Saturday, September 22, 2012

Improving Performance Improvement Plans

Performance improvement plans (PIPs) should be explicit and clear in scope, intent and language. A PIP that is not understood is worthless (to the employee and to the company). It should reflect data and facts, rather than subjective thoughts. A plan that suggests one thing and means another can demoralize others in the organization who see what is happening and interpret it as disingenuous.

PIPs also need to be timely. Putting someone on a PIP without a triggering event when the person is following what has become a persistent pattern over years may be of benefit, but imagine what could have developed had that PIP been a kernel in the popper after the initial incident or early signs of the behavior pattern.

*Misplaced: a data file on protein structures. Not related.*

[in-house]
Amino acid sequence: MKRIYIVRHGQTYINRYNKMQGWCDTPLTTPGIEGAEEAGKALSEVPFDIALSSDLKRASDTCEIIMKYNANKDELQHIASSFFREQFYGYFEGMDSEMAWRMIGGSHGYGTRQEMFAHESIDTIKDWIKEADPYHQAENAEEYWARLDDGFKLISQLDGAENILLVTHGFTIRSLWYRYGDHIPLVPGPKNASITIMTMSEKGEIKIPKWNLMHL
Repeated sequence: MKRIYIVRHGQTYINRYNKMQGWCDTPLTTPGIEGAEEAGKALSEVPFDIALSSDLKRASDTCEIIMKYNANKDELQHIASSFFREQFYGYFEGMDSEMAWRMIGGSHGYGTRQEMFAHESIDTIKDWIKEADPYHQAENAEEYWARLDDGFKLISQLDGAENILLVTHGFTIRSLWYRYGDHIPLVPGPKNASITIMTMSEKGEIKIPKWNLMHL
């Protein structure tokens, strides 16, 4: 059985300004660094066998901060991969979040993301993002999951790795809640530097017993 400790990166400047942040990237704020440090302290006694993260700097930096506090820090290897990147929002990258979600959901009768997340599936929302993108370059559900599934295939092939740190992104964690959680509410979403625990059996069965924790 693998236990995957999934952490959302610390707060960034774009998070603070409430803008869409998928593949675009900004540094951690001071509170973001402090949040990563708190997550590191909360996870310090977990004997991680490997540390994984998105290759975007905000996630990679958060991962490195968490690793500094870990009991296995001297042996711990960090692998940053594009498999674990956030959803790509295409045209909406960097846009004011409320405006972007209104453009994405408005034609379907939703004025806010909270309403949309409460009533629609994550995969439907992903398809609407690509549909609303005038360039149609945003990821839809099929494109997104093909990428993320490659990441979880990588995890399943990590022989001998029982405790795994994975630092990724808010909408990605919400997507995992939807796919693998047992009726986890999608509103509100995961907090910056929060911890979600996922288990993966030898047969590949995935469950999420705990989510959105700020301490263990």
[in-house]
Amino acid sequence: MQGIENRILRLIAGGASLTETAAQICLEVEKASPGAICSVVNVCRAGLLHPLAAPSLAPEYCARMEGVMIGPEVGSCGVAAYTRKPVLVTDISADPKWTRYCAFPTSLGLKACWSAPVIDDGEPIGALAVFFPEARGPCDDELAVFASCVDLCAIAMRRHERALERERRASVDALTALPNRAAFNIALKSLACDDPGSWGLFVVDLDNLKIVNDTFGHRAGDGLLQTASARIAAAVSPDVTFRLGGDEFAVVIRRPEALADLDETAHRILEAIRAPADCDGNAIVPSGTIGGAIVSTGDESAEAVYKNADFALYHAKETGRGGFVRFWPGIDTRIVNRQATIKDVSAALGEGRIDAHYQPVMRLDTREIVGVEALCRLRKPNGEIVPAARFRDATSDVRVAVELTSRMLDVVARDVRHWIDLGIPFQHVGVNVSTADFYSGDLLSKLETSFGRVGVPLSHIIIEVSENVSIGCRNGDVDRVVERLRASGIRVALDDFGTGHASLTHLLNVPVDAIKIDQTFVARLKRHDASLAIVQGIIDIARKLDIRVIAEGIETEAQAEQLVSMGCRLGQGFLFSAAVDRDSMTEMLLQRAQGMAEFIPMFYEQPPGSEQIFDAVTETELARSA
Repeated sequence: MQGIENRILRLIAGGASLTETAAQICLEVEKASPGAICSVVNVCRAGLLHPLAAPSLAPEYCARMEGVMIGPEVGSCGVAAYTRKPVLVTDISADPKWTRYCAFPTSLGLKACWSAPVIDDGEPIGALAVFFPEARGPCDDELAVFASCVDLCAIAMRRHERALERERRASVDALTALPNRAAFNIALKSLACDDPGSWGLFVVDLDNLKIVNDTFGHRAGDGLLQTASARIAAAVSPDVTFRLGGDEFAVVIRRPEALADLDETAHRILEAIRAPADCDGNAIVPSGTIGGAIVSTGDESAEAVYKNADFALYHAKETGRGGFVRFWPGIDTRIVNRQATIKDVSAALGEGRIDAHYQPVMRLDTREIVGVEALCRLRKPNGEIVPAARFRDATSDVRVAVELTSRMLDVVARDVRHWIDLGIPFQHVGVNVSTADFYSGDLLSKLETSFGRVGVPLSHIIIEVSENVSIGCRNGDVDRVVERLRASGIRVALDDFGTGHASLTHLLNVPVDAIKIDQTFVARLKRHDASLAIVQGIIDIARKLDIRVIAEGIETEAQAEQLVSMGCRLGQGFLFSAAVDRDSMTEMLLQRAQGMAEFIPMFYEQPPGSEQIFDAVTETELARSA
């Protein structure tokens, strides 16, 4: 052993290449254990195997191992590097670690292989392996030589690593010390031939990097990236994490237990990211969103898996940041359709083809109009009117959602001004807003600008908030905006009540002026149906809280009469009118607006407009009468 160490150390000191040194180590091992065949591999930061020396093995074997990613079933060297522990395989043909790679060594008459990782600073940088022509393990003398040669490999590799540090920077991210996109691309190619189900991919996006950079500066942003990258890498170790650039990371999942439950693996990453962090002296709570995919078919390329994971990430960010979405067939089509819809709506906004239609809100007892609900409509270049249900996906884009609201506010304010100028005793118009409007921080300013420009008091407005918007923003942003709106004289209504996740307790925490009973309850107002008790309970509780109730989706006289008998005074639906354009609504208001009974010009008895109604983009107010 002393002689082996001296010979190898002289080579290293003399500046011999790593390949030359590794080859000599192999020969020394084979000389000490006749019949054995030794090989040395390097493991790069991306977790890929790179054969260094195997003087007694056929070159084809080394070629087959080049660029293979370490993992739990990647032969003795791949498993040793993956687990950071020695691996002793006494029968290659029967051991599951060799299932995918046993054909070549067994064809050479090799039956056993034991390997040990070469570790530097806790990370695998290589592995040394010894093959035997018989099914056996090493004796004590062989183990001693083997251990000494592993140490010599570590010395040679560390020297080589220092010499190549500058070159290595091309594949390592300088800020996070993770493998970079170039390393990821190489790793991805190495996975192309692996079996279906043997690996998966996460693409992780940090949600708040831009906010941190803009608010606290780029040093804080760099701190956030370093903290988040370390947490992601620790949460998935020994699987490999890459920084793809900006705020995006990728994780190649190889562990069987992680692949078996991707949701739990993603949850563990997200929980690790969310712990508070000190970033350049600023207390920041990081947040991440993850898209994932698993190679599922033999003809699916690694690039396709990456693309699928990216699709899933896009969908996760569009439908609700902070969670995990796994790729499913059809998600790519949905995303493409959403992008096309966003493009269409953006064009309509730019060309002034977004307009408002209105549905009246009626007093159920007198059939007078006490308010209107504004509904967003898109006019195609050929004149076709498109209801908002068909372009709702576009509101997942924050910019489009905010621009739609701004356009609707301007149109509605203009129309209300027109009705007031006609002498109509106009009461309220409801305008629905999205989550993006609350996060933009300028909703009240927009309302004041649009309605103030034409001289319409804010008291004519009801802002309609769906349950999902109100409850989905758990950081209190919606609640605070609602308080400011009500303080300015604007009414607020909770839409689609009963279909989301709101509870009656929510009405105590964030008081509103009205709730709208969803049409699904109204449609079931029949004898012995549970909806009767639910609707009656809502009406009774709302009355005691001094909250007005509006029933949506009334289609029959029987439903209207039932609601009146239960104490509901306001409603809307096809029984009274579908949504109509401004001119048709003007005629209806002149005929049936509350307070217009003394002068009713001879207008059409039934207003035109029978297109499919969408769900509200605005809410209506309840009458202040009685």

PIPs should connect the dots between where things stand today and where things need to be sustained in the future. They need to include the problem, desired behavior modification, strategies to achieve the desired state, goals, time lines and check-in dates. They should Point Out Potential -- in  other words, PIPs should POP.
DiggIt!Add to del.icio.usAdd to Technorati Faves

No comments: